The Sunday News
A PERSON is a person through other persons. None of us comes into the world fully formed.
We would not know how to think, or walk, or speak, or behave as human beings unless we learned it from other human beings. We need other human beings in order to be human. These words were attributed to South Africa’s Anglican cleric and theologian Desmond Mpilo Tutu from one of writings in 2004, when he was discussing the importance of the Ubuntu philosophy.
The word ubuntu is derived from a Nguni (isiZulu/isiNdebele) aphorism: “Umuntu Ngumuntu Ngabantu”, which can be translated as “a person is a person because of or through others”, according to Moloketi.
Ubuntu can be described as the capacity in an African culture to express compassion, reciprocity, dignity, humanity and mutuality in the interests of building and maintaining communities with justice and mutual caring.
Academics say the application of the Ubuntu philosophy optimises the indigenous setting of an African organisation. The Ubuntu philosophy believes in group solidarity, which is central to the survival of African communities.
As the nation relives and celebrates the life of Father Zimbabwe, the late former Vice-President Dr Joshua Mqabuko Nyongolo Nkomo, it is befitting to look at the veteran nationalist as one who embraced and taught the world the spirit of Ubuntu/Hunhu. The late nationalist died on July 1, 1999 and was buried at the National Heroes Acre.
Last week, Bulawayo Minister of State for Provincial Affairs and Devolution Cde Judith Ncube said the nation must always uphold the values bestowed to the country by the late Dr Nkomo. She was speaking at a memorial service held in the city and organised by the Joshua Nkomo National Foundation.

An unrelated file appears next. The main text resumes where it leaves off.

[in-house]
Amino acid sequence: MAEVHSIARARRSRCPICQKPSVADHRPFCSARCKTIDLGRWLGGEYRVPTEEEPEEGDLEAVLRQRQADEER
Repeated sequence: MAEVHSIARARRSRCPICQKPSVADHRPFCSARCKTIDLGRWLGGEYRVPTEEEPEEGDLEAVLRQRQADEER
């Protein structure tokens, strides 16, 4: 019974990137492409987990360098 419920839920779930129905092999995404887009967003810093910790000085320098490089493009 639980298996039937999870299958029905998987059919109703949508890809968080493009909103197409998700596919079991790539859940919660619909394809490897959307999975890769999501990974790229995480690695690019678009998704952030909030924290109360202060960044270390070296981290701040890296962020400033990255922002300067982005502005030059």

“The memorial service done today stands as an important annual commemoration which seeks to acknowledge the life journey of our icon Dr Joshua Mqabuko Nyongolo Nkomo. Throughout his life he committed himself to building a society that promotes all cultures in their diversity and he knew no tribe but the children of the soil (abantwana bomhlabathi) hence the need to continuously cultivate those key values of peace, unity, love and tolerance,” she said.
Cde Ncube said it is important for the country to always make the late Father Zimbabwe a reference point.
“Let us continue learning from the late Vice-President Nkomo and cement peace, unity, love, tolerance which he (Dr Joshua Nkomo) said are the founding principles of a country. We honour him for his ability to bring people and ideas together, across disciplines, sectors and generations.”
Dr Nkomo is also famed for playing a key role in ensuring that there is unity in the country. Together with the late former President Cde Robert Mugabe, they signed the Unity Accord between the two liberation movements, Zapu and Zanu in 1987, which marked an end to post-independence political disturbances. Unity was always central to Dr Nkomo’s discourse. Soon after independence on 29 September 1980, he was quoted as saying;
“The rulers will go, the parties will go and so will men present and to come, but the independent Zimbabwe will never go . . . our children will inherit this country and it is our duty to build it in unity and have our children thankful to us for building the country instead of destroying it.”
Long live the spirit of Father Zimbabwe. Gone but not forgotten.